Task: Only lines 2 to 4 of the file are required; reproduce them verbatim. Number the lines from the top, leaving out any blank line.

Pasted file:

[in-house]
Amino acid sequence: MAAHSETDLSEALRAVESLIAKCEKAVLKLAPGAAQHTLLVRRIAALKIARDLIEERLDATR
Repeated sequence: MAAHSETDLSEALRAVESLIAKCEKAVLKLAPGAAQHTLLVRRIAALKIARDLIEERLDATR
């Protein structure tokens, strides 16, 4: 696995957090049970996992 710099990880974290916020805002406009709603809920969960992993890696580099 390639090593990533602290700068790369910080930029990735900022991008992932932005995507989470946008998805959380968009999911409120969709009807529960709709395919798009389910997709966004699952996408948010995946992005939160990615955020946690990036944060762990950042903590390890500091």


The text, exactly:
Amino acid sequence: MAAHSETDLSEALRAVESLIAKCEKAVLKLAPGAAQHTLLVRRIAALKIARDLIEERLDATR
Repeated sequence: MAAHSETDLSEALRAVESLIAKCEKAVLKLAPGAAQHTLLVRRIAALKIARDLIEERLDATR
């Protein structure tokens, strides 16, 4: 696995957090049970996992 710099990880974290916020805002406009709603809920969960992993890696580099 390639090593990533602290700068790369910080930029990735900022991008992932932005995507989470946008998805959380968009999911409120969709009807529960709709395919798009389910997709966004699952996408948010995946992005939160990615955020946690990036944060762990950042903590390890500091």